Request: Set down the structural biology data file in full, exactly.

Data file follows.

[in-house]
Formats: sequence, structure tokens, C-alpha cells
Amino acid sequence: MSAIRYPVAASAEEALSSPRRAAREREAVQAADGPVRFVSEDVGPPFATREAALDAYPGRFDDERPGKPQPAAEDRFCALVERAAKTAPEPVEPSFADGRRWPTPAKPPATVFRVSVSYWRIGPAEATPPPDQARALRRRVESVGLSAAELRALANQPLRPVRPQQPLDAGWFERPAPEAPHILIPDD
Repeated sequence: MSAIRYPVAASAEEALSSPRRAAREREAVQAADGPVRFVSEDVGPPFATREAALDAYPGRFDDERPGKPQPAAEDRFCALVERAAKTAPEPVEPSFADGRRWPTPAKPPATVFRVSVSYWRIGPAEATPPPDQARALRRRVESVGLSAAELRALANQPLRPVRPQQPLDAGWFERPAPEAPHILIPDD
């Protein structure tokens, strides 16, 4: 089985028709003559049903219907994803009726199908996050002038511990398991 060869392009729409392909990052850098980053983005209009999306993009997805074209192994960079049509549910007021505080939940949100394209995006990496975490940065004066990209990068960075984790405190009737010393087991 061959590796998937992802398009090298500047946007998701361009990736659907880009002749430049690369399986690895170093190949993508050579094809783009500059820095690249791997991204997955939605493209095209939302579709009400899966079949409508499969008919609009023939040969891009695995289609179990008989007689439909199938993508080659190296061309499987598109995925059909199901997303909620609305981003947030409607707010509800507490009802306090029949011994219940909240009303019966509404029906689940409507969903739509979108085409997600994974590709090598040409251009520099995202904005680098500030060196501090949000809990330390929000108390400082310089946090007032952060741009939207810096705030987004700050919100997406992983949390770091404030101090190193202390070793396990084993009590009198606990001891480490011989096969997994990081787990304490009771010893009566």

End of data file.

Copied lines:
[in-house]
Formats: sequence, structure tokens, C-alpha cells
Amino acid sequence: MSAIRYPVAASAEEALSSPRRAAREREAVQAADGPVRFVSEDVGPPFATREAALDAYPGRFDDERPGKPQPAAEDRFCALVERAAKTAPEPVEPSFADGRRWPTPAKPPATVFRVSVSYWRIGPAEATPPPDQARALRRRVESVGLSAAELRALANQPLRPVRPQQPLDAGWFERPAPEAPHILIPDD
Repeated sequence: MSAIRYPVAASAEEALSSPRRAAREREAVQAADGPVRFVSEDVGPPFATREAALDAYPGRFDDERPGKPQPAAEDRFCALVERAAKTAPEPVEPSFADGRRWPTPAKPPATVFRVSVSYWRIGPAEATPPPDQARALRRRVESVGLSAAELRALANQPLRPVRPQQPLDAGWFERPAPEAPHILIPDD
């Protein structure tokens, strides 16, 4: 089985028709003559049903219907994803009726199908996050002038511990398991 060869392009729409392909990052850098980053983005209009999306993009997805074209192994960079049509549910007021505080939940949100394209995006990496975490940065004066990209990068960075984790405190009737010393087991 061959590796998937992802398009090298500047946007998701361009990736659907880009002749430049690369399986690895170093190949993508050579094809783009500059820095690249791997991204997955939605493209095209939302579709009400899966079949409508499969008919609009023939040969891009695995289609179990008989007689439909199938993508080659190296061309499987598109995925059909199901997303909620609305981003947030409607707010509800507490009802306090029949011994219940909240009303019966509404029906689940409507969903739509979108085409997600994974590709090598040409251009520099995202904005680098500030060196501090949000809990330390929000108390400082310089946090007032952060741009939207810096705030987004700050919100997406992983949390770091404030101090190193202390070793396990084993009590009198606990001891480490011989096969997994990081787990304490009771010893009566």